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Creative Summer

Trust + play = creativity #CreativeSummer15

By September 14, 2015June 4th, 2021No Comments

In elementary school, kids learn through play. They use blocks to build, yarn to measure, clay to form, and paint to create. And they come up with some pretty cool stuff.

But why does this learning through play stop in grade school? Where colorful classrooms get converted to stark white walls and scented markers get replaced by textbooks so heavy your kid may just topple over.

And what about your workplace? Maybe your job is to create a new product or re-engineer a service. You’re expected to do this while you sit in your cubicle or if you’re lucky a brainstorming session in the (yawn) conference room. (But maybe there’ll be donuts).

Adults and older kids lose the ability to learn through play because they’re no longer in an environment of trust. When you’re in elementary school, you haven’t yet been tainted by caring about what other people think. You are provided an environment to get your hands dirty. Make a mess. And you might even learn something while you’re doing it. 

But as we get older, we do care what others think. We are no longer surrounded by an environment of trust. We are afraid to be our best creative self because we might be negatively judged. What will my coworkers think if my idea is too far-fetched? If it’s a bit out-of-the-box?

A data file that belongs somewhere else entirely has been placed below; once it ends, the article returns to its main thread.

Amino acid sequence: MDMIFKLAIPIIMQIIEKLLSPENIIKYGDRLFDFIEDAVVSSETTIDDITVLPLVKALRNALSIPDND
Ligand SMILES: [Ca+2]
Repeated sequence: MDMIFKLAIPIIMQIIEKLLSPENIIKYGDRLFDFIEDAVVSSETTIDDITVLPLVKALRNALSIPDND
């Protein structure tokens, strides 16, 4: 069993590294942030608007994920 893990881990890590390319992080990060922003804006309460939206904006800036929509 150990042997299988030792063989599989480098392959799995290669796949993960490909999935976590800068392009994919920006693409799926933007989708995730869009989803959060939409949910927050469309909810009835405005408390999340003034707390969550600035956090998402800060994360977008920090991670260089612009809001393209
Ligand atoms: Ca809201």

At Outsource Marketing, our #1 value is to have FUN. If we are no longer having fun in our jobs, then something is wrong and it’s time to reevaluate. We may not have a slide in our office (although we’ve talked about a pole) but we try to keep things light and playful.  Encourage walking meetings. Ring cowbells when something big has happened. Bring a fluffy dog in for some therapy.  Go bowling. Simply build an environment of trust through playfulness. We haven’t perfected playfulness yet – but we’re working on it.

I encourage everyone to watch this TED Talk video, “Tales of creativity and play”  from designer and CEO Tim Brown. Tim discusses building trust through playful exploration, playful building and role playing. I think all industries could benefit from his ideas.

Don’t be afraid to let loose. You aren’t too old to play with Playdoh or construction paper. You might even come up with the next great big idea.




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